Sol.
Here we the mass will be
The limits of y are from y = 0 to y = b(1 – x/a) and limits of x are from 0 to a.
Therefore the required mass will be
Which is the required answer.
Centre of gravity
The centre of gravity of a lamina is the point where it balances perfectly which means the lamina’s centre of mass.
If and are the coordinates of the centroid C of area A, then
And
Example: Determine the coordinates of the centroid of the area lying between the curve y = 5x  x² and the xaxis.
Sol.
Here y = 5x  x²when y = 0, x = 0 or x = 5
Therefore the curve cuts the xaxis at 0 and 5 as in the figure
Now
= 2.5
Therefore the centroid of the area lies at (2.5, 2.5)
Key takeaways
 Centre of mass
We have
Mass = volume
The beta and gamma functions are defined as
And
These integrals are also known as first and second Eulerian integrals.
Note Beta function is symmetrical with respect to m and n.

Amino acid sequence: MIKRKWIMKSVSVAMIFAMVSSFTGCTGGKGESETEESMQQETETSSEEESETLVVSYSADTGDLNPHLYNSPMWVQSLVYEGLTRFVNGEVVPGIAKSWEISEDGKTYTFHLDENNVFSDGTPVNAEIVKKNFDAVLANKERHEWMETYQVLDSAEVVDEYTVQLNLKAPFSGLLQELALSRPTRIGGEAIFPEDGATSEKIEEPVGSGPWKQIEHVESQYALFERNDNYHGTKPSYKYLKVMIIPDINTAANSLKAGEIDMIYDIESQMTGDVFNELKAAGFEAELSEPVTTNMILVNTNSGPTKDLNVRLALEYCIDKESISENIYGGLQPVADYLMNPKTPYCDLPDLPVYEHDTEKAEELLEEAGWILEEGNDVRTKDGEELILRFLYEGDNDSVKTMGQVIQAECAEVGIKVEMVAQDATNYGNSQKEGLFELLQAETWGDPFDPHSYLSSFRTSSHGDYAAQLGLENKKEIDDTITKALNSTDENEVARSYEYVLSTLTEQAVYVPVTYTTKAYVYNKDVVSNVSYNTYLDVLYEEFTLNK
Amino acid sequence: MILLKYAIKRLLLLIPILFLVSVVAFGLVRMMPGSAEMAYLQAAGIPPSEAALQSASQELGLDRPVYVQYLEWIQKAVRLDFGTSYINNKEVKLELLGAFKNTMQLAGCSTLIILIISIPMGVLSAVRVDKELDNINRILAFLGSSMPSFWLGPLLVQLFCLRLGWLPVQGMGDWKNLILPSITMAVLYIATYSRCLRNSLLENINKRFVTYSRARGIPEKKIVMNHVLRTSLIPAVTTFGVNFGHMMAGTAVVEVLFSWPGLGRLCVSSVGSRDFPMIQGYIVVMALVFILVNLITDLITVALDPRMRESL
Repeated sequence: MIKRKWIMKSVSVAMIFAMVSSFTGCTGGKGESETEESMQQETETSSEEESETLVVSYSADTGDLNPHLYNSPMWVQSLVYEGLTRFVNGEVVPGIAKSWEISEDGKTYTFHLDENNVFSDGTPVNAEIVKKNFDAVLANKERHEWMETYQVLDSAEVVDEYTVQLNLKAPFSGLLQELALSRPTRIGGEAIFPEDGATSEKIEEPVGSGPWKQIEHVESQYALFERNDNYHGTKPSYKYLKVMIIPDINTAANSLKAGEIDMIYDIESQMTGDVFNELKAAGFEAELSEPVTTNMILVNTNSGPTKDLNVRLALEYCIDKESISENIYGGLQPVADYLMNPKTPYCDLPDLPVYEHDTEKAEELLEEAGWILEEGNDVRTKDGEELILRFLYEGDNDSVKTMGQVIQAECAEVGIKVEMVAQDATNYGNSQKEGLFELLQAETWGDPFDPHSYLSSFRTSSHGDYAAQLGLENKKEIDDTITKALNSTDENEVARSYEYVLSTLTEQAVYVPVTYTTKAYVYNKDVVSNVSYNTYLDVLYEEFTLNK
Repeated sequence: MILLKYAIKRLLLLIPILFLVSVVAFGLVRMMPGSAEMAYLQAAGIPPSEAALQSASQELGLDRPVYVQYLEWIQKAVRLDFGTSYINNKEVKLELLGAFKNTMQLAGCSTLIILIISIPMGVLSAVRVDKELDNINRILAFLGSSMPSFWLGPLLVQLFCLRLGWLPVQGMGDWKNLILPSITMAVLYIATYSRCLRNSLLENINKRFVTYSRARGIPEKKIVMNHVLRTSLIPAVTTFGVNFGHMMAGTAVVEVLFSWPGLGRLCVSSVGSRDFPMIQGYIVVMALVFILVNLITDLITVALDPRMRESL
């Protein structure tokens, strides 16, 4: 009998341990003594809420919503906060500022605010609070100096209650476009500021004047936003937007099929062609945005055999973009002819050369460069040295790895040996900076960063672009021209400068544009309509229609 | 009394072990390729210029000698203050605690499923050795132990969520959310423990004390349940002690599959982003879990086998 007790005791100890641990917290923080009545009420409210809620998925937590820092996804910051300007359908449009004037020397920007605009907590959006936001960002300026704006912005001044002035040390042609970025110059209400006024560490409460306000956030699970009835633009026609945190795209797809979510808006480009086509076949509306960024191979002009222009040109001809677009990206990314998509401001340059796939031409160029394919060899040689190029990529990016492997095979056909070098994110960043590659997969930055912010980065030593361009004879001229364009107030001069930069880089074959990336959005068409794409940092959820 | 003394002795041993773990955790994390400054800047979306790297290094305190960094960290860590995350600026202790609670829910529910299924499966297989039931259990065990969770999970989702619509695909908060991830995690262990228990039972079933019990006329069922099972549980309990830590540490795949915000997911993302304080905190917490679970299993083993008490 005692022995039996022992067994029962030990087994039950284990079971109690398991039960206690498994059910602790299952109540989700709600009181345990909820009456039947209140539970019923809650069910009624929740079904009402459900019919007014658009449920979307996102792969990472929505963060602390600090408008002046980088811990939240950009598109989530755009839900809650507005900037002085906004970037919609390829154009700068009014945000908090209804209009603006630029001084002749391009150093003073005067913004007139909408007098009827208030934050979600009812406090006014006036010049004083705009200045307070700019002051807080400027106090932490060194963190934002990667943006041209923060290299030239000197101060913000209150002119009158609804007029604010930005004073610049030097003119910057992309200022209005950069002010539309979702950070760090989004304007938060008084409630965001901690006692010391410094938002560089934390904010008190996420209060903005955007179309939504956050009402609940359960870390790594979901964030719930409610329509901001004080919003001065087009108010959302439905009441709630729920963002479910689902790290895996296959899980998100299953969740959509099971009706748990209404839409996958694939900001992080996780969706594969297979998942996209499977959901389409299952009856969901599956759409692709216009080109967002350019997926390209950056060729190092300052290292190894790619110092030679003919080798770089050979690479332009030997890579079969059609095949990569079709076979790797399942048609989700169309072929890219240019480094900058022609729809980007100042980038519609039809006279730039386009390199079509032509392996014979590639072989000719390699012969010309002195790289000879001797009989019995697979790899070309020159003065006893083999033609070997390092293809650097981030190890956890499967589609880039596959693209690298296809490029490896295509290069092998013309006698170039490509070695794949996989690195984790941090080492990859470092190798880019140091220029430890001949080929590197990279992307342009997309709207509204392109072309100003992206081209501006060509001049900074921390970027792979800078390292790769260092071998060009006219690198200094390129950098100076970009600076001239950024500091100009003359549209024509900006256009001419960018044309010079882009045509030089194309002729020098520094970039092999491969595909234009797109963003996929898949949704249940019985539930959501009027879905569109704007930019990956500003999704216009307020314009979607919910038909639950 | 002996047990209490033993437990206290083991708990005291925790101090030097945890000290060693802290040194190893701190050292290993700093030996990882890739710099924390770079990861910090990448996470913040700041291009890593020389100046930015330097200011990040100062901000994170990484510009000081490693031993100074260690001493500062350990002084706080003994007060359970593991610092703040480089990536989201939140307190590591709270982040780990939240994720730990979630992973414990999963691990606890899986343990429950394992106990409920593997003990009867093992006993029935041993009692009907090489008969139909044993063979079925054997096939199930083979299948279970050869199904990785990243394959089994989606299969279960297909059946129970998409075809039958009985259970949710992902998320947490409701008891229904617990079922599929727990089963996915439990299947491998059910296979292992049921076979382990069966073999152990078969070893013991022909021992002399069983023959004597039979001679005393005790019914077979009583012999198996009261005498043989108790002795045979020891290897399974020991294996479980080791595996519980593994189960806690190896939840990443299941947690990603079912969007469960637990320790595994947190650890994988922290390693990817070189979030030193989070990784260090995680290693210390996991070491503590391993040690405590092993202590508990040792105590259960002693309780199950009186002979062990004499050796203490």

Some important results
Ex.1: Evaluate dx
Solution dx = dx
= γ(5/2)
= γ(3/2+ 1)
= 3/2 γ(3/2 )
= 3/2. ½ γ(½ )
= 3/2. ½ π
= ¾ π
Ex. 2: Find γ(½)
Solution: (½) + 1= ½
γ(1/2) = γ(½ + 1) / (½)
=  2 γ(1/2 )
=  2 π
Ex. 3. Show that
Solution:
=
=
= ) .......................
=
=
Ex. 4: Evaluate dx.
Solution: Let dx
X  0  
T  0 
Put or ; dx =2t dt .
dt
dt
Ex. 5: Evaluate dx.
Solution: Let dx.
X  0  
T  0 
Put or ; 4x dx = dt
dx
Evaluation of beta function 𝛃 (m, n)
Here we have
Or
Again integrate by parts, we get
Repeating the process above, integrating by parts we get
Or
Evaluation of gamma function